Minor Hockey Talk, a website that serves as an open forum for parents, coaches, and other members of the hockey community to voice their opinion, acts as a platform that glorifies individual achievements at the expense of collective achievements from a team’s perspective. The website clearly illustrates the polarity between the rich, poor, and the middle class stuck in between that believes everything is earned and nothing is given.
Coaches always have to deal with hockey entitlement that systematically destroys an athlete’s accountability. The trend in sports typically enforces individual achievements rather than team culture, it propagates the notion that only the wealthy should succeed in the sport itself. Indeed there are many factors why hockey participation is down including new entertainment technology for kids, high divorce rates, expenses associated directly with hockey, hockey politics, and of course the dedication of time that restricts many families in making a commitment to the sport.
Minor Hockey Talk gives us a real gateway as to how parents push their kids to get noticed in the memorable world of the selfie age. In competitive youth hockey, coaches can no longer lead by example because of the parents with money closely observing them. Over the past two decades, significant changes in the structure of the Canadian hockey family have taken place. The industry is now fueled by money, but hasn’t it always been fueled by money? The difference now however is that social worth and individual merit is based on economic indicators. The ones who have the money call the shots. The social order of hockey means that if you do not have the money for the best instructors, coaches, and spring hockey tournaments, you need not apply.
Anonymously, one elite hockey coached told me, “What the website Minor Hockey Talk does is show how parents significantly influence their child’s perception of sportsmanship and their lost sight in what sports are truly intended for. It is a necessary site because it shows that hockey has created a climate for unsportsmanlike behavior. The internet became a dog-eat-dog world of big business for hockey parents, just like a corporation a competitive team has to attract the best players regardless of individual status; a superstar hockey player can not achieve their status without the team.”
He continued, “However on this website the parents manufacture and fabricate stories that they believe are necessary in attacking the competition. Not only is it a website that attacks competition, they also attack the coach if their kid is cut in an effort to maintain their reputation. Remember, if you have 2 or 3 competitive teams and the rest are mediocre, the organization is not going to get better. Now coaches have to defend themselves from disgruntled parents. I learned from the internet that one of my colleagues was accused of sleeping with the mother of a kid on his team. The rumor was that he received $50,000 for the team and himself in doing so. I know the individual and I can assure you that he did not receive $50,000. Even though the rumor was true, there should be greater rights as to control how information is disseminated and used.”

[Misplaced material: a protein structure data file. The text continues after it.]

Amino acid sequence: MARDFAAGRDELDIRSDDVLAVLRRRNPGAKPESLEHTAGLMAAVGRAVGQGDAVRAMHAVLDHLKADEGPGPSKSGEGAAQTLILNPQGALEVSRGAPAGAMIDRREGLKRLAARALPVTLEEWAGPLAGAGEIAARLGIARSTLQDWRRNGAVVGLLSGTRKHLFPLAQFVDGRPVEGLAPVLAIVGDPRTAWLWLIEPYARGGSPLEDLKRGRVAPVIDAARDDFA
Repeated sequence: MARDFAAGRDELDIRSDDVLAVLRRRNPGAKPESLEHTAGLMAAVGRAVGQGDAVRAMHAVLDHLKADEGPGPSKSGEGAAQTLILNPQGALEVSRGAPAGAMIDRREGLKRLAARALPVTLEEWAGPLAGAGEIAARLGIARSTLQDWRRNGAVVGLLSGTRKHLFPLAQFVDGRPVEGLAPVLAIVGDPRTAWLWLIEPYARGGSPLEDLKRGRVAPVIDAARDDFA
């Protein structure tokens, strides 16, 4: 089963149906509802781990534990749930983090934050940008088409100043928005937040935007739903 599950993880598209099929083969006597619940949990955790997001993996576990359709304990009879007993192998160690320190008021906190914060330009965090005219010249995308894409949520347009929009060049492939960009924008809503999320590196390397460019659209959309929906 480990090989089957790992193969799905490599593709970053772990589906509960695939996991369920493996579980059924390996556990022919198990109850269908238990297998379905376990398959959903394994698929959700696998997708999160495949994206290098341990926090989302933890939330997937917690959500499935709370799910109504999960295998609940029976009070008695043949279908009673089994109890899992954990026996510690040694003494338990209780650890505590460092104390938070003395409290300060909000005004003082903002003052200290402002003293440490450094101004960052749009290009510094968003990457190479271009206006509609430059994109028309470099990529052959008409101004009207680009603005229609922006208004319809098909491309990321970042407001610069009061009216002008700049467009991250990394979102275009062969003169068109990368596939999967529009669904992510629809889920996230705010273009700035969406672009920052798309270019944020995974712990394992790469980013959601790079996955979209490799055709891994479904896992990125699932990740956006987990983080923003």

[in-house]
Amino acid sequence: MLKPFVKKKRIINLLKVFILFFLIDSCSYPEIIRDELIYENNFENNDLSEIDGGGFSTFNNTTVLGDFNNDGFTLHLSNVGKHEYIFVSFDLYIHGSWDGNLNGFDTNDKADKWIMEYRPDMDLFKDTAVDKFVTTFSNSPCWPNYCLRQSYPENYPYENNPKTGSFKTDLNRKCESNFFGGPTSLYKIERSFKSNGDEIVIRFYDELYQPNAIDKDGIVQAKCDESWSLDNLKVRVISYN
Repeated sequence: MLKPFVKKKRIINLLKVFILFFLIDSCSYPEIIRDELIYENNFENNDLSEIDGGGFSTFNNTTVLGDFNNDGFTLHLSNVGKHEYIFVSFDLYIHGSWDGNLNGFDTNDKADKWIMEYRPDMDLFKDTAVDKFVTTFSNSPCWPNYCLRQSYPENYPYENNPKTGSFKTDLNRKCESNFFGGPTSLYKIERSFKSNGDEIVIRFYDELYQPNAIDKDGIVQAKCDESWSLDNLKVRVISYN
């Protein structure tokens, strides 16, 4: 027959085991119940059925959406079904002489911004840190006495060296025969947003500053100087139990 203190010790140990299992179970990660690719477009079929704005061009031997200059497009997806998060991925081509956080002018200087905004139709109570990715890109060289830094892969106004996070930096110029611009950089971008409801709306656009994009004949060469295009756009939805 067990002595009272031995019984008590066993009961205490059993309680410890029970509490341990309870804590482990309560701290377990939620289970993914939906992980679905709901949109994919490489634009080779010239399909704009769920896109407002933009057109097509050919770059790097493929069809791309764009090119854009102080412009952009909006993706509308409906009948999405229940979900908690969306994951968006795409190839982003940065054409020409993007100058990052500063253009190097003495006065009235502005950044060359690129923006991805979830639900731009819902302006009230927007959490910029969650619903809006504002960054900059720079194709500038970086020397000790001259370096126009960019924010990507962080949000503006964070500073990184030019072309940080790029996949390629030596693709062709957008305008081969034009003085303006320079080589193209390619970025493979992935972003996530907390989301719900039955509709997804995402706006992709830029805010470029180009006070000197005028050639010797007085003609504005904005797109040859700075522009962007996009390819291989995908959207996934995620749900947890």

What parents are trying to do is influence certain factors in a child’s behavior as competitors in the arena. The parents see other 9 and 10 year olds that are valued highly by their peers and the community. This triggers an avalanche of criticism by other parents stemming from jealousy. An example was clearly illustrated to me by a hockey parent I’m close with. He indicated, “Another parent on the team couldn’t stand that two kids playing on his son’s team exhibited higher levels of scoring ability as opposed to his son. Sure enough, that parent was on the internet attacking the two kids constantly calling them puck hogs and detrimental to the team.”
Another coach I know stated, “As a coach and trainer of elite hockey players, I have been on both sides in blowout games which the winning won by a huge margin. On many occasions I’ve been on the winning side, after the game I’d be gracious towards the competitors with a common view of sportsmanship. Perhaps the real issue with sportsmanship involves the basic view of the nature of sports and our attitudes towards competition and towards victory. In minor hockey stacking the best players on the team only means the competitive field never gets wider. It is done primarily because of the parents that foot the bill. AAA hockey is the top competition level in youth hockey, remember that not all AAA parents and kids are the right fit for the team.”
He continued, “The dynamic of the team has to work as a collective unit in the competitive sportsmanship that is the foundation of work ethics in an effort to succeed or fail. It is nothing new that parents are constantly trashing each other, but unfortunately the internet has made this easily accessible to the world. By recruiting the best players, you would think you’d develop the best team. Sometimes to fill my roster I have no choice but to get rich parents with mediocre kids to sign up so that I can get bigger and more powerful players that can hopefully help us win some more games. I remember being an assistant coach having lunch with the head coach at a bar. A mother of one of the kids who played for us but wasn’t legally eligible stormed into the bar and started yelling at the coach for not paying attention to her even though her husband is living in another city.”
Unfortunately this is the type of garbage and political backroom behavior that deteriorates our national sport. The uneducated will say that AAA hockey is based on supply and demand. What the NHL really wants are big boys who are not only talented but know the value of hard work that encompasses victory. Ask any professional hockey player what hockey is all about, and they’ll tell you the truth, it’s a job that doesn’t involve parents.